With a myriad of types, including Ransomware as a Service (RaaS), what can IT professionals and end users do to ensure they remain protected from the latest ransomware attack? To start, we need to define exactly just what ransomware is.
In a nutshell, ransomware is a type of malware that can be distributed in many ways--such as through phishing attacks and social engineering. This type of software’s primary goal is to disrupt an organization by encrypting its data and then extracting payment to decrypt the data.
A few of the more infamous versions or ransomware are listed below:
- Ransomware as a service (RaaS)
The last item above is one of the newest types of ransomware and has been wreaking havoc due to the minimal technical knowledge needed for users to launch their own attacks. RaaS works by users logging in to a web portal and creating custom code from other developers “templates.”
So, what are the best defenses against this type of intrusion? The answers are surprising simple—backups and training. Simply training your staff to better identify suspicious email is very effective, since most ransomware attacks originate via email. The human element can often be the greatest hurdle IT professionals face when defining security policies and best practices, and properly trained users go a long way towards ensuring the security of the company’s data.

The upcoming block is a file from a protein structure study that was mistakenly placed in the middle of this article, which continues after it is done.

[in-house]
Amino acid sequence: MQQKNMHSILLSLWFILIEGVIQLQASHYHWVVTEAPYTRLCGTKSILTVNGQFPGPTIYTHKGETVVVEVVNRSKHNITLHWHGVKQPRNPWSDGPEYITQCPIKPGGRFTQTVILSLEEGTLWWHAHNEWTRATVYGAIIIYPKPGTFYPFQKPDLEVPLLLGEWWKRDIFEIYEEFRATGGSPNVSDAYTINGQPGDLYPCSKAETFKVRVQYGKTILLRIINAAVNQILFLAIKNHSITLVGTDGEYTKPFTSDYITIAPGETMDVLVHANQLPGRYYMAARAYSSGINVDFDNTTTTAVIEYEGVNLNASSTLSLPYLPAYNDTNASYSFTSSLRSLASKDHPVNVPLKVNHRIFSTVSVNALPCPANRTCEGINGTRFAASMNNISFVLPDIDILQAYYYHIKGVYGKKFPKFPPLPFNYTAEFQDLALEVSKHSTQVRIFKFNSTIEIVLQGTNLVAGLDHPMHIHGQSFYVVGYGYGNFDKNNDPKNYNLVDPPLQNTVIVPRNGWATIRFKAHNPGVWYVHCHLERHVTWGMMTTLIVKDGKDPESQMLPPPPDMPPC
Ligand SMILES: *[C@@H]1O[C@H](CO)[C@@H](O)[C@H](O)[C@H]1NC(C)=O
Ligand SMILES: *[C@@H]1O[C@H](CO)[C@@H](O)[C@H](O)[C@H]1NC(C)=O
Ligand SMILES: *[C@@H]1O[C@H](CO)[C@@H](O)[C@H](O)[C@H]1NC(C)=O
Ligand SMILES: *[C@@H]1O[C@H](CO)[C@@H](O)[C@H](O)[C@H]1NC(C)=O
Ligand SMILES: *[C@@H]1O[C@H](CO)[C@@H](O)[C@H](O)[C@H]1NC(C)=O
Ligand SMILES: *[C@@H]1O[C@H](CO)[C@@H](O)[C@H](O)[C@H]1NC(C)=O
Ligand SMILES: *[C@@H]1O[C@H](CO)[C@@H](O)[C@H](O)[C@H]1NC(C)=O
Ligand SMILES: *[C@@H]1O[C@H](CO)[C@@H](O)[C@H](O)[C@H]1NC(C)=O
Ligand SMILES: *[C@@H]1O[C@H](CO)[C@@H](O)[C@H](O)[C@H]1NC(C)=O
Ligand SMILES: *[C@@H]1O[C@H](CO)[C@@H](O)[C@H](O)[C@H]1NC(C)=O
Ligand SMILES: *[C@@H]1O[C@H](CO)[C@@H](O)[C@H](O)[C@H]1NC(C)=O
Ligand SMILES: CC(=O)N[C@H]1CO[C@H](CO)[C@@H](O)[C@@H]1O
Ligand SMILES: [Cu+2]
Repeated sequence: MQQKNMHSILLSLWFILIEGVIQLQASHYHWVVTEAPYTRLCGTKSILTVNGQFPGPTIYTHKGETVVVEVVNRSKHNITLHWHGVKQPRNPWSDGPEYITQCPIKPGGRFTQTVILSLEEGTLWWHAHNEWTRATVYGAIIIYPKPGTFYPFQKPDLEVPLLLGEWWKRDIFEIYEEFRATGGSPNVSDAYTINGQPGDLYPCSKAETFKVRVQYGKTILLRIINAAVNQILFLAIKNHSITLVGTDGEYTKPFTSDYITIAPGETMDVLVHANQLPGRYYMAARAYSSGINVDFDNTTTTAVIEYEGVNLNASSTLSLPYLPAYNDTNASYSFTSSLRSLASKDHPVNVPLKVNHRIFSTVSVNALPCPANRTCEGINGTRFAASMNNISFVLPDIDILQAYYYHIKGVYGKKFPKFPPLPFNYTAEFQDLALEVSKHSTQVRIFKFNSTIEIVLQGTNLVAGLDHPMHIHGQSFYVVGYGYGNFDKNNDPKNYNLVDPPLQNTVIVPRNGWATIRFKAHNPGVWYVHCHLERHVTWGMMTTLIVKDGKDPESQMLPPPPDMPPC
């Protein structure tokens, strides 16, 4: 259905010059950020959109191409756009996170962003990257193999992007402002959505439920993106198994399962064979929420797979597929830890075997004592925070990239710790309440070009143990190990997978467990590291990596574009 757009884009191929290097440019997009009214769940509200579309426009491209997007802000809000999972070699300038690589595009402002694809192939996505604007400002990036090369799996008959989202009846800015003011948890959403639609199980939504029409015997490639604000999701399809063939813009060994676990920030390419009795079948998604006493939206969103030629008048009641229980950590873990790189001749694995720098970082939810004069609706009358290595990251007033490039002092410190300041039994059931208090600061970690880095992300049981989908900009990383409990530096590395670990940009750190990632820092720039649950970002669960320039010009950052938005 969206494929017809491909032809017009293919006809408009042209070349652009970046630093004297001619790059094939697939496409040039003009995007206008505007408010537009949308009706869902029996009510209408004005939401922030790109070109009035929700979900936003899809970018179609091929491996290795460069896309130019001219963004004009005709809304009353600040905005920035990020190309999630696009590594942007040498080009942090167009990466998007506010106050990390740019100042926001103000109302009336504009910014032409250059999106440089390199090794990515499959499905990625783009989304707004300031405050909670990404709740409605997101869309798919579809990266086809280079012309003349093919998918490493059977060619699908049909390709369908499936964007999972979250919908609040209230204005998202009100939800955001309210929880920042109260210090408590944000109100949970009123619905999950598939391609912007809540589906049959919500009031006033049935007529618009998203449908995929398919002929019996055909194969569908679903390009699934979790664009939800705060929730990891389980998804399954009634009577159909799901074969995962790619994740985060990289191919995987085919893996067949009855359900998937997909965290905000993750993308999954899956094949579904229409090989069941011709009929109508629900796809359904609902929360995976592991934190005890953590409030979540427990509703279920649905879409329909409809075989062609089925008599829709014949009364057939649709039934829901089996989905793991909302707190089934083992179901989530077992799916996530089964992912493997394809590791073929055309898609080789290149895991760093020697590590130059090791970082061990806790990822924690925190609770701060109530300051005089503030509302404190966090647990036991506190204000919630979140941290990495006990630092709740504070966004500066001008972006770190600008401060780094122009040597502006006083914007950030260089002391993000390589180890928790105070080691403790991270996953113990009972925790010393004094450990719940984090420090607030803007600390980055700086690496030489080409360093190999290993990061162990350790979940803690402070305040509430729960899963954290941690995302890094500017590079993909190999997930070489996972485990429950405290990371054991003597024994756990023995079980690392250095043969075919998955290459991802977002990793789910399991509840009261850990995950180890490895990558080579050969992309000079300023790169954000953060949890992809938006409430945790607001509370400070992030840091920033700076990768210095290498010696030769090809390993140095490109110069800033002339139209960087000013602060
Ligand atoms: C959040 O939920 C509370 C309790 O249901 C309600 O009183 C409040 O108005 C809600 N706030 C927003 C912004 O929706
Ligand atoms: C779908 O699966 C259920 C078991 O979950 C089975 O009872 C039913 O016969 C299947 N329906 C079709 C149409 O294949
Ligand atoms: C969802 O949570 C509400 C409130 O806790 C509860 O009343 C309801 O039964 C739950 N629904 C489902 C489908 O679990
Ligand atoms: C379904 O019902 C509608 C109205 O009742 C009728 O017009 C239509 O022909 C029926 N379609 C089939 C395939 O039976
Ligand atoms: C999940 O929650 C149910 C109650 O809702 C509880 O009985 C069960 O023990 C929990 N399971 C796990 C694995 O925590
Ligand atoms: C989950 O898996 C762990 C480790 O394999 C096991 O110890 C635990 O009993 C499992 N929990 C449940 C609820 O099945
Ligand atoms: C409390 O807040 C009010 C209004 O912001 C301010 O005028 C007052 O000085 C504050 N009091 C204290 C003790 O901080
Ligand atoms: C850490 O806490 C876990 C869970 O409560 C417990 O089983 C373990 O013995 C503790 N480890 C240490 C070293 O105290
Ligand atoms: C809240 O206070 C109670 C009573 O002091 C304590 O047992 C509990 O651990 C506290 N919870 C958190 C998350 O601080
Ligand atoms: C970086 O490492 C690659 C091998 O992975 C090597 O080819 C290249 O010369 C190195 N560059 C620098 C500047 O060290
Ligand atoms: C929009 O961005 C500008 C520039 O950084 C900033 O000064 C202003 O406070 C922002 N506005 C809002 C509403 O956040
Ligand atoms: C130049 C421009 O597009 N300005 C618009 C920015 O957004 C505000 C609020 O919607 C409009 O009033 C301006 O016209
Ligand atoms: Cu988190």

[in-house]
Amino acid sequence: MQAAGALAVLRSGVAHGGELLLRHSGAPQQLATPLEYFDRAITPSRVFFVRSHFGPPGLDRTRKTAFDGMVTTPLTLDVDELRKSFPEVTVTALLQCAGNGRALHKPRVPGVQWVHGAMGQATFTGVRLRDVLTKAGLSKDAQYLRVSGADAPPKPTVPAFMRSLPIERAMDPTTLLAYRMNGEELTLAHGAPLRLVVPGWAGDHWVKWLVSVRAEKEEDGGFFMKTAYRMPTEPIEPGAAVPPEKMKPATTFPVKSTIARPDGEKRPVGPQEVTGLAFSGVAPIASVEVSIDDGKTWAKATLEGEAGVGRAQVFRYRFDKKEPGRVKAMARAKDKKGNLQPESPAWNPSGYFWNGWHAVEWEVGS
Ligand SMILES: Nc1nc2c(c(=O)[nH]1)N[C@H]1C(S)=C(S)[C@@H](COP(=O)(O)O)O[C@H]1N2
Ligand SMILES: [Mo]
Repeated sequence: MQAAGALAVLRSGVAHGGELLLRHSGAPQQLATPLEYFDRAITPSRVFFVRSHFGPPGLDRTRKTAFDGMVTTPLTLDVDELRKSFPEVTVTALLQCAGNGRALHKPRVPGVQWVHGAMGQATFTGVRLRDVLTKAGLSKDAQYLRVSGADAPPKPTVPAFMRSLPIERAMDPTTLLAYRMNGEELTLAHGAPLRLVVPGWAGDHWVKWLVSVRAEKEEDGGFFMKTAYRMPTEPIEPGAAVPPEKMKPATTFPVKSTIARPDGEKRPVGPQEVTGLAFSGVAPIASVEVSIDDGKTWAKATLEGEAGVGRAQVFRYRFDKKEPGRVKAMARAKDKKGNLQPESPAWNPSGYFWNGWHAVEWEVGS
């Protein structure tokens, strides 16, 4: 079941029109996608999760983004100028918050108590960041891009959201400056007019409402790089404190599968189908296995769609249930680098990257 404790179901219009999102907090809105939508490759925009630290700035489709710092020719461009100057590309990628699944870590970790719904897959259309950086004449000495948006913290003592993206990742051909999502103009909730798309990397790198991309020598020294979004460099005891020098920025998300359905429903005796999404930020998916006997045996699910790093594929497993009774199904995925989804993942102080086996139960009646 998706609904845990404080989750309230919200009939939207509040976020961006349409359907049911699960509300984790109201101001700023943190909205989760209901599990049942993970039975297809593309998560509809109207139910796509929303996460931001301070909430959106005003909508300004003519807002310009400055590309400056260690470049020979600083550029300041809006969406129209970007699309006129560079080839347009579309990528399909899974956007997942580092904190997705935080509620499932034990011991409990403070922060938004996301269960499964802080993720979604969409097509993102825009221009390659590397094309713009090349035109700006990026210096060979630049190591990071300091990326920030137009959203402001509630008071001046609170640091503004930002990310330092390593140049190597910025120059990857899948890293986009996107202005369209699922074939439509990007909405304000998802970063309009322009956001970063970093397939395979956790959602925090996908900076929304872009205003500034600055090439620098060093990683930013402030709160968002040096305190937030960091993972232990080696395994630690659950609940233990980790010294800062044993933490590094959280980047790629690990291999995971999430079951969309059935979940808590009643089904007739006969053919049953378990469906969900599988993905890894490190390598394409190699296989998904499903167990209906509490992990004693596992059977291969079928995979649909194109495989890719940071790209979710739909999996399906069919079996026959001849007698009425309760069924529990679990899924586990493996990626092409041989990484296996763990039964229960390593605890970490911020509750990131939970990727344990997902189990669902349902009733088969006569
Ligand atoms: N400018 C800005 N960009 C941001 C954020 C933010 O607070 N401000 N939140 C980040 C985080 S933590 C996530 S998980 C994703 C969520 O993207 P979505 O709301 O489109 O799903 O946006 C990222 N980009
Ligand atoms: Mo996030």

The 3-2-1 Backup Rule:
The 3-2-1 backup rule plays a critical part in how quickly companies can recover data in the event of a ransomware infection. Have three copies of your data, two of which are stored on different local media and one copy stored at an offsite location. The offsite copy here can be the real hero depending on how far the infection has spread and which user’s permissions it utilized to travel throughout your network.
The thought of a ransomware infection can be scary, but just remember to have the proper foundation in place to mitigate data loss and maximize data restoration. This area of IT, not unlike others, is ever evolving—and at an alarming rate. It is not a matter of “if” but simply a matter of “when” you and your team will come face to face with ransomware. The best offense is a great defense.